Pioneer Day Parade in Utah

by Joe Fletcher

While most states put their fireworks away after the Fourth of July, Utah keeps them handy for Pioneer Day. Celebrated on July 24 each year, Pioneer Day is a holiday that recognizes the anniversary of the Mormon pioneers landing in the Salt Lake Valley. The state celebrates the official state holiday with events, fireworks and parades.


On July 24, 1847, Brigham Young and the first Mormon pioneers landed in Utah's Salt Lake Valley. The Mormons, after experiencing persecution that forced them to move from other settlements in the east, the Mormons sought and found a refuge in the valleys of Utah. Two years after this momentous occasion, the local population held a celebration in which Brigham Young was led by a procession from his home to Temple Square, where the Mormon Temple was to be built.

Pioneer Day Today

Today, Pioneer Day is one of the largest regional celebrations in the United States. Celebrated primarily in Utah, it's also recognized throughout other Mormon enclaves in the country. While its origins pertain specifically to Mormons and the Church of Latter Day Saints, the celebration has become more secular and inclusive in nature, celebrating the pioneering spirit and Utah heritage in general. During Pioneer Days, you'll find firework displays, parades and rodeos. The holiday is also called Days of 47.

Salt Lake Days of 47

As the heart of the celebration, and the capital of Utah, Salt Lake hosts the largest Pioneer Day celebration each year. The Days of 47 is a series of events and celebrations in the greater Salt Lake Valley throughout the month of July. It includes the Days of 47 Rodeo, the Pioneer Heritage Festival and Brother Brigham's Ball. Activities culminate in the main event: the Days of 47 KSL 5 Parade, which includes floats, bands, clowns and others, proceeding through the heart of Salt Lake City between South Temple and Liberty Park. Organizers have said that it's the third largest parade in the United States, following only the Pasadena Tournament of Roses and Macy's Thanksgiving Day Parade.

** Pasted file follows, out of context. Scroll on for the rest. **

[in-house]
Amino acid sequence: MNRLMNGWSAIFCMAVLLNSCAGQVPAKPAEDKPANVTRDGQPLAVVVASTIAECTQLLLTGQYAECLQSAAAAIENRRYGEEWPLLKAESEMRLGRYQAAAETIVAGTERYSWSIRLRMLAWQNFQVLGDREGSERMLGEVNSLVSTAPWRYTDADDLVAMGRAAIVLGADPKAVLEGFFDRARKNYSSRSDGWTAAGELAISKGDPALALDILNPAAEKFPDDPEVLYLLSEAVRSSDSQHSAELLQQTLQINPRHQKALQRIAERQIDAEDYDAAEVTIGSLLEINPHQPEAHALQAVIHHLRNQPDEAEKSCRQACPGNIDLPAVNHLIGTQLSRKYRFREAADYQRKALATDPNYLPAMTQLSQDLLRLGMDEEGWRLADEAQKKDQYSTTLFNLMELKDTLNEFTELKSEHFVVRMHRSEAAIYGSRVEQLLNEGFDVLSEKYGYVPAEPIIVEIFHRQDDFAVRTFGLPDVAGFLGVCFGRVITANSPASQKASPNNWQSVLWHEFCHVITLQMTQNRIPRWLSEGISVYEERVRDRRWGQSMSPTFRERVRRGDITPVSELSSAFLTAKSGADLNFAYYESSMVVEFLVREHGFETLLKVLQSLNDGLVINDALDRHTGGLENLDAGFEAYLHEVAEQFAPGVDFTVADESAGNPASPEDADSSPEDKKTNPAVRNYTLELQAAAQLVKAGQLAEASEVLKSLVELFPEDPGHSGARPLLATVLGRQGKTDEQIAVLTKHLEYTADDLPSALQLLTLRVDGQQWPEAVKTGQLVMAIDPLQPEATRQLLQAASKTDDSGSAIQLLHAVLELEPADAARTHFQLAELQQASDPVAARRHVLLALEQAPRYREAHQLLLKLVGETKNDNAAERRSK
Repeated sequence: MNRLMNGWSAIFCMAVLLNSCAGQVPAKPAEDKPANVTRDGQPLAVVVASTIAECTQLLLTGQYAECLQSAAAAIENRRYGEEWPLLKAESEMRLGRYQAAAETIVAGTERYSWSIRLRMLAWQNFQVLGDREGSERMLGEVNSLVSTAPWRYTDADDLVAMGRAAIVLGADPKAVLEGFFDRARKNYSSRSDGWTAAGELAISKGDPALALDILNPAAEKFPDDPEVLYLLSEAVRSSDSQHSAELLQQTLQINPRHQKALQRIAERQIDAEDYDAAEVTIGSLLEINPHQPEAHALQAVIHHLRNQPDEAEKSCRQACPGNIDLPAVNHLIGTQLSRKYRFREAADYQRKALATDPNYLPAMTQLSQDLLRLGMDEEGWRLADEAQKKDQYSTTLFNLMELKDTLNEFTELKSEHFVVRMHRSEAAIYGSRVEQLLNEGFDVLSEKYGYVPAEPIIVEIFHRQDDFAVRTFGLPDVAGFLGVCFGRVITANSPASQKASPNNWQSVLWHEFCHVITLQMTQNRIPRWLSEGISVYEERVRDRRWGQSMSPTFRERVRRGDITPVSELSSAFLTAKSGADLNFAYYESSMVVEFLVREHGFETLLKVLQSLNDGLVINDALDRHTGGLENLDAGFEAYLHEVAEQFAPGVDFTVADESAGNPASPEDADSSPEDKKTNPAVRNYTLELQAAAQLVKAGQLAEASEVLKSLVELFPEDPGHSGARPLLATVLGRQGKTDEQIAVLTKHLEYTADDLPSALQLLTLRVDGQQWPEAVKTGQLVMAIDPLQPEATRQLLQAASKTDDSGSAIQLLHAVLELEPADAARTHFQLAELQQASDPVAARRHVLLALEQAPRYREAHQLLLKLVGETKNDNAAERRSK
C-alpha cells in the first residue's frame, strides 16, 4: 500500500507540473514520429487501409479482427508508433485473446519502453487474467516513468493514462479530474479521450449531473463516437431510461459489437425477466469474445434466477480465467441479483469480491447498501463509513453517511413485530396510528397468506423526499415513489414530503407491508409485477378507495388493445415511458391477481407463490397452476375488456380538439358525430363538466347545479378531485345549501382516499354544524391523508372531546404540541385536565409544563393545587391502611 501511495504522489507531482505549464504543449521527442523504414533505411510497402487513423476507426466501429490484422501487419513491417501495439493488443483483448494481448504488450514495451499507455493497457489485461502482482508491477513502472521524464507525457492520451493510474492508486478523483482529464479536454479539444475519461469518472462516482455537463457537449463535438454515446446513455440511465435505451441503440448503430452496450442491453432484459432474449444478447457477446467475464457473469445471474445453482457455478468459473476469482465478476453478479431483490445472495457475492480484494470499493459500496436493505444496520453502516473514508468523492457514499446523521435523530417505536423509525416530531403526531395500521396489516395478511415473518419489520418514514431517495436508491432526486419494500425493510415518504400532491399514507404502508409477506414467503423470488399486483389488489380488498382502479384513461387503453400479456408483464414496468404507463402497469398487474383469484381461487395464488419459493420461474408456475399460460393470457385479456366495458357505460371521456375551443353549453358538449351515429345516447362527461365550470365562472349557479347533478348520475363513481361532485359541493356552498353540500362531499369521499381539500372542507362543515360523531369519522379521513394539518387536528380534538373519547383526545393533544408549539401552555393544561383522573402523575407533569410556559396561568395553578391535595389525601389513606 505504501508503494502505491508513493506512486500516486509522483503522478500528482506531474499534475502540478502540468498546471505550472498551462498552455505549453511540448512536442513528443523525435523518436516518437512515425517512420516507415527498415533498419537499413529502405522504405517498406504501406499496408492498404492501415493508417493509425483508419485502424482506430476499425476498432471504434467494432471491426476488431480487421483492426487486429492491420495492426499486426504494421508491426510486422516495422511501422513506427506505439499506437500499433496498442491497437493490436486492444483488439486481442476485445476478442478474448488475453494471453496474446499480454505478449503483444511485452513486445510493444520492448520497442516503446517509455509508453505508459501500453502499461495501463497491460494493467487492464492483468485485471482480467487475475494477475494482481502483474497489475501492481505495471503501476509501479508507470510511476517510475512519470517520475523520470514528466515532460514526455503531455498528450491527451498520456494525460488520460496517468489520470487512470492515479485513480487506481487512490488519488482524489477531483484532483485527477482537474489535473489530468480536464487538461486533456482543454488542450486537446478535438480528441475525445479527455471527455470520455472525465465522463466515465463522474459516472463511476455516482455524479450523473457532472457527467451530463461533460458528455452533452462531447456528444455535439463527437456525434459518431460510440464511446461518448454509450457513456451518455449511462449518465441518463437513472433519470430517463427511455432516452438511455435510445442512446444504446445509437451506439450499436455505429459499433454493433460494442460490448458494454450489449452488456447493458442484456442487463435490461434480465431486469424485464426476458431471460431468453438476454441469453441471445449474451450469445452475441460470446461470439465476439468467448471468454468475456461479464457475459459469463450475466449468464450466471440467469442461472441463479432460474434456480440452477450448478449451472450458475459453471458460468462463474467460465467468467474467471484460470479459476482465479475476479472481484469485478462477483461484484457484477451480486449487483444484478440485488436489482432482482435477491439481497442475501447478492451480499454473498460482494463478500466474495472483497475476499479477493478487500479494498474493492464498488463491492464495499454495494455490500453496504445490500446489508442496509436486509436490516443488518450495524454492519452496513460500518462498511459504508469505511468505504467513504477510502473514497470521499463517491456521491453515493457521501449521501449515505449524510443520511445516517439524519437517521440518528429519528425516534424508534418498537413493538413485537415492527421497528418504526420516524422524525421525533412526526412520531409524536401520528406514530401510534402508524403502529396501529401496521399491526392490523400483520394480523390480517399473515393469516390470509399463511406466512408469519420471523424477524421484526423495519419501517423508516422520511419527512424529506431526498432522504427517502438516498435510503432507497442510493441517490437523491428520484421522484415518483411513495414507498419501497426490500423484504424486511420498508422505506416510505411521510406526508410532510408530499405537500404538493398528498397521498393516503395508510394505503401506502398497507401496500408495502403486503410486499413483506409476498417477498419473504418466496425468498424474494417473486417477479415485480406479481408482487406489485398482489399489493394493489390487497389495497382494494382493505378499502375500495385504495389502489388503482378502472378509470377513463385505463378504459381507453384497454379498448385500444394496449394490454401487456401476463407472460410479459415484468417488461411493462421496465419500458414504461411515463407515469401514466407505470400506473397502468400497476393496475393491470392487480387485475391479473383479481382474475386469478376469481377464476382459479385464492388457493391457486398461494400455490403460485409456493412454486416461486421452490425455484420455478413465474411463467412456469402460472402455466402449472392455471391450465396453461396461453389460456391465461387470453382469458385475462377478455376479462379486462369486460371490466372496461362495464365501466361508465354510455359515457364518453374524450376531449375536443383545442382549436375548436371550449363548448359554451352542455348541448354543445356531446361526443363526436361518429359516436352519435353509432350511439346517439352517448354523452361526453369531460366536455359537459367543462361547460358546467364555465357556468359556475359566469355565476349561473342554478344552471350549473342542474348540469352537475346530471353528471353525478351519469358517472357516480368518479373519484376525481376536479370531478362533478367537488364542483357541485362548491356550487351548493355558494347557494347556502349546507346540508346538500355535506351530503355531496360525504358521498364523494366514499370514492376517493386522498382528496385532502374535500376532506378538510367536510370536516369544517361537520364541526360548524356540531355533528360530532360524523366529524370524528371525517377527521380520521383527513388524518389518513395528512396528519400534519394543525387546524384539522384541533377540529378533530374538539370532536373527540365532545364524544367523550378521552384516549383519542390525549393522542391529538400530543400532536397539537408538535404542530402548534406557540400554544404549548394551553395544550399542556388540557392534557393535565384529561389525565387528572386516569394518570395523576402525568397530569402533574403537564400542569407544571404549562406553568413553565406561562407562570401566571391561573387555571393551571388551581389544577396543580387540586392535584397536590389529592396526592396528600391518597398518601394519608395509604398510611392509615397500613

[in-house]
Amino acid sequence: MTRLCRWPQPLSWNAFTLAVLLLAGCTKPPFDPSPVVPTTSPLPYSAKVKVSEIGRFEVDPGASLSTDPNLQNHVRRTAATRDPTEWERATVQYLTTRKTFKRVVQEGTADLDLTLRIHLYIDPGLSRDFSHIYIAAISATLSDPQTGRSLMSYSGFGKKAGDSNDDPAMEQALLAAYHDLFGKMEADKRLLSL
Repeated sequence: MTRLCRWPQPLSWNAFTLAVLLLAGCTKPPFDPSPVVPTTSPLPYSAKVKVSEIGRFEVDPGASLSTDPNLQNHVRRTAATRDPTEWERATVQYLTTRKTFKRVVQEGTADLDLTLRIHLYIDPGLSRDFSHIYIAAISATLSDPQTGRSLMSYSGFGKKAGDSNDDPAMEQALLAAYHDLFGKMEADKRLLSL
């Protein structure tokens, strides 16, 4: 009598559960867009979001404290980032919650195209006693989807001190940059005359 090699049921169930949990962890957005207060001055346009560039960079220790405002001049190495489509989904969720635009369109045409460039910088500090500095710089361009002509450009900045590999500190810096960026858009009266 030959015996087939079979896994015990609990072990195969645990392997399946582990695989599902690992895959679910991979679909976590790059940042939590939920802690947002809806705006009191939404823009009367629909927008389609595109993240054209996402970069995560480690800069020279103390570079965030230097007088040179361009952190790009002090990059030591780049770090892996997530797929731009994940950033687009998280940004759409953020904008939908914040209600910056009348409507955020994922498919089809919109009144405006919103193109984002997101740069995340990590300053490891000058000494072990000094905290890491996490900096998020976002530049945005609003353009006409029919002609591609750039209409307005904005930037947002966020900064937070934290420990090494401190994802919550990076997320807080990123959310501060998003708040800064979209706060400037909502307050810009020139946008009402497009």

The Days of 47 Parade attracts thousands of spectators each year. It begins on South Temple, turns south onto 200 West and proceeds nine blocks to 900 South and Liberty Park. According to the Days of 47 website, some spectators and families camp out overnight for the best viewing spots, so it pays to get there early. If you're not sure about standing outside in the dry, July heat, attend the Zion Bank Float Preview Party. This event, which takes place several days before the parade in the air-conditioned South Towne Expo Center, lets you see and vote on the floats a little early. Admission is free and there's music and other entertainment.

Other Celebrations

While Salt Lake City is the main hub for the holiday, celebrations take place throughout Utah. The city of Ogden holds its own Pioneer Days celebration with a week of activities including a rodeo and fireworks. Other cities like Provo, Logan and Kanab hold their own celebrations.


About the Author

Joe Fletcher has been a writer since 2002, starting his career in politics and legislation. He has written travel and outdoor recreation articles for a variety of print and online publications, including "Rocky Mountain Magazine" and "Bomb Snow." He received a Bachelor of Arts in political science from Rutgers College.